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A Deus ex Machina ([[UsefulNotes/LatinPronunciationGuide pron]]: Day-oos eks MAH-kee-nah) is when some new event, character, ability, or object solves a seemingly unsolvable problem in a sudden, unexpected way. It's often used as the solution to what is called "writing yourself into a corner," where the problem is so extreme that nothing in the established setting suggests that there is a logical way for the characters to escape. If a bomb is about to go off, someone finds a convenient bomb-proof bunker in easy reach. If a protagonist [[LiteralCliffHanger falls off a cliff]], a [[GiantRobotHandsSaveLives flying robot will suddenly appear to catch them]]. A MillionToOneChance of something occurring is accomplished by a bystander who [[AchievementsInIgnorance didn't know what they were doing]].

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A Deus ex Machina ([[UsefulNotes/LatinPronunciationGuide pron]]: Day-oos /diːəs ɛks mækɪnə/ for Britons, /deɪuːs ɛks mɑːkɪnə/ for Americans; /deus eks MAH-kee-nah) maːkʰinaː/ in the orginal Latin) is when some new event, character, ability, or object solves a seemingly unsolvable problem in a sudden, unexpected way. It's often used as the solution to what is called "writing yourself into a corner," where the problem is so extreme that nothing in the established setting suggests that there is a logical way for the characters to escape. If a bomb is about to go off, someone finds a convenient bomb-proof bunker in easy reach. If a protagonist [[LiteralCliffHanger falls off a cliff]], a [[GiantRobotHandsSaveLives flying robot will suddenly appear to catch them]]. A MillionToOneChance of something occurring is accomplished by a bystander who [[AchievementsInIgnorance didn't know what they were doing]].

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* A literal case played to awesome effect in ''Fanfic/AshesOfThePast'': [[spoiler: After dying and coming BackFromTheDead, Ash summons [[{{God}} Arceus]] from the GS Ball to defeat the Original Team Galactic.]]


* It would take a while - no, maybe an entire subpage - to name the Deus ex Machinas in just about every Franchise/{{Barbie}} movie.


* A commercial for Nissin cup noodles starts out rehashing the scene from the ''Anime/WorldMasterpieceTheater'' version of ''Literature/ADogOfFlanders'' where Nello and Pastrache are [[TearJerker dying in the cathedral]]. Then a pair of Hell's Angels show up and saves them using Nissin cup noodles. [[spoiler:What follows next would be best described as ''Nello and Pastrache: Become Man'']].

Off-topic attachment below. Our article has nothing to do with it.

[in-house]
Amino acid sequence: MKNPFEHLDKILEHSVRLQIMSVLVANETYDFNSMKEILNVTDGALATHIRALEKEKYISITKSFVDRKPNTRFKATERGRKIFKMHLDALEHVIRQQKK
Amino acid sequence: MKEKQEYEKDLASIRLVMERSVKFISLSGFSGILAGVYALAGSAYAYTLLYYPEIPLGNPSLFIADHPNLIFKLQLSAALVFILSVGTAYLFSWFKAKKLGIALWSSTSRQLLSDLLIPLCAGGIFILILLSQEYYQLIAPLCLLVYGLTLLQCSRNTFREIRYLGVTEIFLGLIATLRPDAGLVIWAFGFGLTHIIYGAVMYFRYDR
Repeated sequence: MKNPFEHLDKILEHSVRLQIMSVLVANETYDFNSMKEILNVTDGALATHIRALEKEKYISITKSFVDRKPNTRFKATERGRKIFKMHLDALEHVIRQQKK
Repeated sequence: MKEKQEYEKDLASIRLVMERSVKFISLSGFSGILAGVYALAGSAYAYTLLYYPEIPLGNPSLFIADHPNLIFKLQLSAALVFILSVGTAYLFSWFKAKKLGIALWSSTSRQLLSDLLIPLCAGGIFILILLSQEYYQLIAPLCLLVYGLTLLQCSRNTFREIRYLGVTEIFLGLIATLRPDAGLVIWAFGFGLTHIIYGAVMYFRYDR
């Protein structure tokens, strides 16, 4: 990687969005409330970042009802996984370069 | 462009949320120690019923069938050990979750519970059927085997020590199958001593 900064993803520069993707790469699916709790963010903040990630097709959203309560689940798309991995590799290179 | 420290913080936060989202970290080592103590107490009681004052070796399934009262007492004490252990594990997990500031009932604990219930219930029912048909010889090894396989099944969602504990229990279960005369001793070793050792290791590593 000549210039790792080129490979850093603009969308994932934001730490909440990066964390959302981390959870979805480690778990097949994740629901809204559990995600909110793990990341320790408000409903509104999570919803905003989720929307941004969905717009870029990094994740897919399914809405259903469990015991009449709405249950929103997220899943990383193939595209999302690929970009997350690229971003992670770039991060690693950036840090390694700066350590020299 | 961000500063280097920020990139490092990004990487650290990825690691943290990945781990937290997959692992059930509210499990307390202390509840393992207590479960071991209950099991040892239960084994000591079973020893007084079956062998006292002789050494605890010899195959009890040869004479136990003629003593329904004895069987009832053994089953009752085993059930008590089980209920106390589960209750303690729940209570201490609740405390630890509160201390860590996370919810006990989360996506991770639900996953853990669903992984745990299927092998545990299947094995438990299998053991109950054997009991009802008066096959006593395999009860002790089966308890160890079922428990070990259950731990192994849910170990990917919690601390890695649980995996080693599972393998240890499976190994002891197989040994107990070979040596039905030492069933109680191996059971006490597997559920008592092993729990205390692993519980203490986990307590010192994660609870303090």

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* A commercial for Nissin cup noodles starts out rehashing the scene from the ''Anime/WorldMasterpieceTheater'' version of ''Literature/ADogOfFlanders'' where Nello and Pastrache are [[TearJerker dying in the cathedral]]. [[AnachronismStew Then a pair of Hell's Angels show up and saves them using Nissin cup noodles.noodles]]. [[spoiler:What follows next would be best described as ''Nello and Pastrache: Become Man'']].


* A commercial for Nissin cup noodles starts out rehashing the scene from the ''Anime/WorldMasterpieceTheater'' version of ''Literature/ADogOfFlanders'' where Nello and Pastrache are [[TearJerker dying in the cathedral]] (in the anime proper, they die). Then a pair of Hell's Angels show up and saves them using Nissin cup noodles. [[spoiler:What follows next would be best described as ''Nello and Pastrache: Become Man'']].

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* A commercial for Nissin cup noodles starts out rehashing the scene from the ''Anime/WorldMasterpieceTheater'' version of ''Literature/ADogOfFlanders'' where Nello and Pastrache are [[TearJerker dying in the cathedral]] (in the anime proper, they die).cathedral]]. Then a pair of Hell's Angels show up and saves them using Nissin cup noodles. [[spoiler:What follows next would be best described as ''Nello and Pastrache: Become Man'']].


* A commercial for Nissin cup noodles starts out rehashing the scene from the ''Anime/WorldMasterpieceTheater'' version of ''Literature/ADogOfFlanders'' where Nello and Pastrache are [[TearJerker dying in the cathedral]]. Then a pair of Hell's Angels show up and saves them using Nissin cup noodles. [[spoiler:What follows next would be best described as ''Nello and Pastrache: Become Man'']].

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* A commercial for Nissin cup noodles starts out rehashing the scene from the ''Anime/WorldMasterpieceTheater'' version of ''Literature/ADogOfFlanders'' where Nello and Pastrache are [[TearJerker dying in the cathedral]].cathedral]] (in the anime proper, they die). Then a pair of Hell's Angels show up and saves them using Nissin cup noodles. [[spoiler:What follows next would be best described as ''Nello and Pastrache: Become Man'']].


* A commercial for Nissin cup noodles starts out rehashing the scene from the ''Anime/WorldMasterpieceTheater'' version of ''Literature/ADogOfFlanders'' where Nello and Pastrache are [[TearJerker dying in the cathedral]]. Then a pair of Hell's Angels show up and saves them using Nissin cup noodles. [[spoiler:What follows next would be best described as ''Nello and Pastrache: Become Men'']].

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* A commercial for Nissin cup noodles starts out rehashing the scene from the ''Anime/WorldMasterpieceTheater'' version of ''Literature/ADogOfFlanders'' where Nello and Pastrache are [[TearJerker dying in the cathedral]]. Then a pair of Hell's Angels show up and saves them using Nissin cup noodles. [[spoiler:What follows next would be best described as ''Nello and Pastrache: Become Men'']].Man'']].